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Extension: Swarming bugs were looking for moisture

 


North-central Montana was aswarm with bugs Tuesday morning as they moved from dry fields to find moisture in towns.

"They're all over the place," Blaine County Extension agent Mike Schuldt said Tuesday. "I've gotten a number of calls about them."

Will Lanier, entomologist at the Montana State University Extension Service, said in a press release that the insects are seed bugs, a plant and seed eater that does not bite humans, carry disease or cause damage to structures.

Tuesday's high number of bugs, about -inch long and dark with mottled spots, does not necessarily mean the bugs will remain or return, he said.

Seed bugs are a flying insect, but generally are seen crawling in large groups. They are common in Montana, but Lanier said he has never heard of them swarming like they did Tuesday.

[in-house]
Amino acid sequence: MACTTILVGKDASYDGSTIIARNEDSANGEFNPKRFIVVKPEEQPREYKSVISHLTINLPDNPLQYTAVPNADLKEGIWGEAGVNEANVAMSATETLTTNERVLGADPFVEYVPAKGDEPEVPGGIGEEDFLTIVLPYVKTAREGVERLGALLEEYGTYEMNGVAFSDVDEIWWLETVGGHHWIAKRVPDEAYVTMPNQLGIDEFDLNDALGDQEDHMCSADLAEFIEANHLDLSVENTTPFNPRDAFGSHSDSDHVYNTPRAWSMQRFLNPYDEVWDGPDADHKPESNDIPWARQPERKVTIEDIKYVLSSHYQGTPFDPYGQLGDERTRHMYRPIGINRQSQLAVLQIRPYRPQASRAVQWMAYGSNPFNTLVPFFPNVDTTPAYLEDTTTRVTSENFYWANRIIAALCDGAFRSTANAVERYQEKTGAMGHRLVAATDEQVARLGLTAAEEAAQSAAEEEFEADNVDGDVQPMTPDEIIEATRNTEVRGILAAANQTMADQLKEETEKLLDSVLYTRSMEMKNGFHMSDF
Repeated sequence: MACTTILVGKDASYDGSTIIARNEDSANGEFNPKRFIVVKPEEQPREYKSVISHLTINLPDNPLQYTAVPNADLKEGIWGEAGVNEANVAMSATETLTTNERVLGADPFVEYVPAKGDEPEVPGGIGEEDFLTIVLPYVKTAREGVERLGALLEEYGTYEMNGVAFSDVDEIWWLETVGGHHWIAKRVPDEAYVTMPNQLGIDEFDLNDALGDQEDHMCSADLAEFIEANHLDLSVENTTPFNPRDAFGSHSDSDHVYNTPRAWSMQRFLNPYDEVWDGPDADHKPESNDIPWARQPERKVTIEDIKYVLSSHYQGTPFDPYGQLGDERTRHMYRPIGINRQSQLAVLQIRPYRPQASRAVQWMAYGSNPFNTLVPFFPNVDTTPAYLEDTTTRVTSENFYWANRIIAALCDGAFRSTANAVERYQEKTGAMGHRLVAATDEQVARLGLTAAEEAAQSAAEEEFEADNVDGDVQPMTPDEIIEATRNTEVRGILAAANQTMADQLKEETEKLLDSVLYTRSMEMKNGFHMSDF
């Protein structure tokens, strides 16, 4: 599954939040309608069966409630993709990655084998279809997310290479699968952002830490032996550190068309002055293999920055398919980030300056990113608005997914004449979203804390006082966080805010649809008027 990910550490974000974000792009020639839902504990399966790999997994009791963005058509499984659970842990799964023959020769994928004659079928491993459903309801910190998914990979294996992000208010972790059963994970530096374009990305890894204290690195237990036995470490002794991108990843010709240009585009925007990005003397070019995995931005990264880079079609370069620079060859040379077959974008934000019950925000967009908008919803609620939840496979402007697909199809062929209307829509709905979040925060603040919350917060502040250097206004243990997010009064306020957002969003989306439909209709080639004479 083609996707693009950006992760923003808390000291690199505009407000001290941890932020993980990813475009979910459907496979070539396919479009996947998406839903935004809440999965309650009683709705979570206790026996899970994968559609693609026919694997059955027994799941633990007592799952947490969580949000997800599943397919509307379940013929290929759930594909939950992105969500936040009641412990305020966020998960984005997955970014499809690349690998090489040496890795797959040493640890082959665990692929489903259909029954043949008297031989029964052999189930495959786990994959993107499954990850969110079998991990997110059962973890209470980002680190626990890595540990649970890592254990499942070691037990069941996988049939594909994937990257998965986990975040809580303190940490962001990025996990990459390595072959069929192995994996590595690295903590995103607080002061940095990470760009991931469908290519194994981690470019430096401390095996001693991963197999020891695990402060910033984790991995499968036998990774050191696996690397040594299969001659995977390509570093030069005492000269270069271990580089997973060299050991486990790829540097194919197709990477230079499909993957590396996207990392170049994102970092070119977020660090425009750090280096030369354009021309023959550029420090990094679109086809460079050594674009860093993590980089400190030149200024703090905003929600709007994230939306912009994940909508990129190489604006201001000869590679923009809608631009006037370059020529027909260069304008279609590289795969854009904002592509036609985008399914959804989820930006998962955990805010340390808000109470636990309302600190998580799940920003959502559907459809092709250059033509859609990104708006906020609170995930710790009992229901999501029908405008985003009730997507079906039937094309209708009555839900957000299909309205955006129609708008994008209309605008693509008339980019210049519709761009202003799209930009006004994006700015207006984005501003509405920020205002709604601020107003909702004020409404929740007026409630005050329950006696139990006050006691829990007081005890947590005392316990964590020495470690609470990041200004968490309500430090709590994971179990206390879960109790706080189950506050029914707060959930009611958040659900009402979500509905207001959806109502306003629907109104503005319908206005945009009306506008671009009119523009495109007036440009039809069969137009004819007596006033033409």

"Dry conditions have caused seed bugs to move from rangeland to areas of higher moisture like lawns, flower beds, swimming pools and houses," Lanier said.

Lanier said the bugs can be controlled with a broom, mop or vacuum. Soapy water also can be used to control the bugs. Insecticides aren't needed and generally not recommended, he said. Plugging airways such as worn door seals or window screens would help keep the bugs out of the house, Lanier said.

Lanier said no serious plant damage was reported in the towns the seed bugs invaded, including Havre, Chinook, Cut Bank and Shelby, and no serious damage is expected.

 

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